• Enable Gzip in .htaccess file 
  • Add this code <?php if (substr_count($_SERVER[‘HTTP_ACCEPT_ENCODING’], ‘gzip’)) ob_start(“ob_gzhandler”); else ob_start(); ?> at the top of HTML/PHP file
  • Use plugins to enable Gzip

And if your site already uses Gzip, you can check out the saved size here.

2. Minify JavaScript and CSS

Every time your site downloads a certain element (i.e. image or script), an HTTP request is made for every element. So if your website is complex and has many components, you can imagine how many HTTP requests are made upon every site load.

In order to cut down the number of HTTP requests and boost the load speed, you can minify and combine your JavaScript and CSS files. In this way, you will reduce the file size and the actual number of files, thus, minimizing the number of HTTP requests.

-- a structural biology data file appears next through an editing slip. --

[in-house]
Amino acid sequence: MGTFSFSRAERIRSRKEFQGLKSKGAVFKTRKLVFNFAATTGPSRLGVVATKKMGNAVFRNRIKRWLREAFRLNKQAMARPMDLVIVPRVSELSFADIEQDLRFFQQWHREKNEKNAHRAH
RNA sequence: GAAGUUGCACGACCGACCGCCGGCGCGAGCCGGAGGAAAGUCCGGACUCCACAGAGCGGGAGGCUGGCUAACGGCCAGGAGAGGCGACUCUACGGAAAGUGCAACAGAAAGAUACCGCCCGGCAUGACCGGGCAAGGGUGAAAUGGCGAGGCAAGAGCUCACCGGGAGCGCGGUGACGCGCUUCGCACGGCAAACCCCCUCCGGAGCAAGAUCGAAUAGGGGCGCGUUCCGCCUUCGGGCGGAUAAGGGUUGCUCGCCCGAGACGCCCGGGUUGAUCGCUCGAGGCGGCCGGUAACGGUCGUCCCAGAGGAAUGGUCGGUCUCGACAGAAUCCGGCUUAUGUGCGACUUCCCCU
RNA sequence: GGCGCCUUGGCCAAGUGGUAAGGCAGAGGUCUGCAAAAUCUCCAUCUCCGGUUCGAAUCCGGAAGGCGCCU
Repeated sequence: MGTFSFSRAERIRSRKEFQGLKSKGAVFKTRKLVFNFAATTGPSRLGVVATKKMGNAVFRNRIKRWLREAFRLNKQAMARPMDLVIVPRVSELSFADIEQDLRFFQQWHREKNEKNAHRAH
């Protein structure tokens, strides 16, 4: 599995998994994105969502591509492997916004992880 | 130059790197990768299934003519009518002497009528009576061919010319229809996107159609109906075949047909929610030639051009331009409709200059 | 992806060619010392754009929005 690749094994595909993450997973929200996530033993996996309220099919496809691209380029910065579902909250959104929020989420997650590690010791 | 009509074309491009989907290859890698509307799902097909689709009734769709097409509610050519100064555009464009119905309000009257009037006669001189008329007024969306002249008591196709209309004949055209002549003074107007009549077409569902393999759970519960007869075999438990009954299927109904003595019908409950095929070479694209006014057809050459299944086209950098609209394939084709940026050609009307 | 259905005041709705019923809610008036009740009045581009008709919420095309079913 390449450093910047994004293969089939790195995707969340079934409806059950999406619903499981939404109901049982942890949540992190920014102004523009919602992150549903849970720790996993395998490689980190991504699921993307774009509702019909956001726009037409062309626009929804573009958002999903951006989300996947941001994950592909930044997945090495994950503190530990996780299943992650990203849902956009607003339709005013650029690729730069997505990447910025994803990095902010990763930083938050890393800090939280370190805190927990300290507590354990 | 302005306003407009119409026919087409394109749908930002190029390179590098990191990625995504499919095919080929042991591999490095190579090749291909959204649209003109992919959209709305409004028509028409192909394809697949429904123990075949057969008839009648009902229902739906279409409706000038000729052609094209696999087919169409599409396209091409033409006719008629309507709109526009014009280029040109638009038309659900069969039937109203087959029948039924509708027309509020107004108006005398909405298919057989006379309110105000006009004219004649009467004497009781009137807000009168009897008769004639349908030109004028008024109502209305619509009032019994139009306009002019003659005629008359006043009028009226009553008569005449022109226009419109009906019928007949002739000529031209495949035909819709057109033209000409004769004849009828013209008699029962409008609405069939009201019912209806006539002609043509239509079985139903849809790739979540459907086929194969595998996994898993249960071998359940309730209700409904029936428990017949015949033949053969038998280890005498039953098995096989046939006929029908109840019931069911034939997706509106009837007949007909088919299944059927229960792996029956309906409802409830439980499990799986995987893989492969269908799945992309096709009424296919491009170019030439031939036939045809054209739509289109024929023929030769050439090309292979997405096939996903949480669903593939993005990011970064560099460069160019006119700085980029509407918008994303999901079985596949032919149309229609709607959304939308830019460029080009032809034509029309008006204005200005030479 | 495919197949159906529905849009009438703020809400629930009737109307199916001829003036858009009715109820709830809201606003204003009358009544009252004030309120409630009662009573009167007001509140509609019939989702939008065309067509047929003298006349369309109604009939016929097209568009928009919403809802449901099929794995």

The process of file minifying implies the removal of any whitespaces, extra line breaks or unnecessary pieces of code. And in case you have several JavaScript or CSS files, you can combine them into one. 

There are several plugins which you can use for minifying your files:

  • WillPeavy 
  • WP Rocket 
  • BWP minify (for WordPress only)

You will need to install the preferred plugin and set it up according to the guidelines.

3. Fix render-blocking JavaScript

Your browser may encounter a render-blocking external JavaScript file in the above-the-fold area of your page. This file will slow down the page load and thus will hurt the overall performance.

Here are several methods of dealing with the issue.

  • Use specialized plugins

There are two most popular plugins that can help you get rid of blocking JS (and CSS): Autoptimize and W3 Total Cache

Autoptimize is simpler and W3 Total Cache demands a bit more work. The W3 Total Cache is mostly recommended for those users who already have experience with this plugin.

  • Inline blocking JavaScript

As recommended by Google, you can inline the external blocking scripts content directly in the HTML document (upon the condition these scripts are small enough). This will eliminate the request latency and will fix the issue.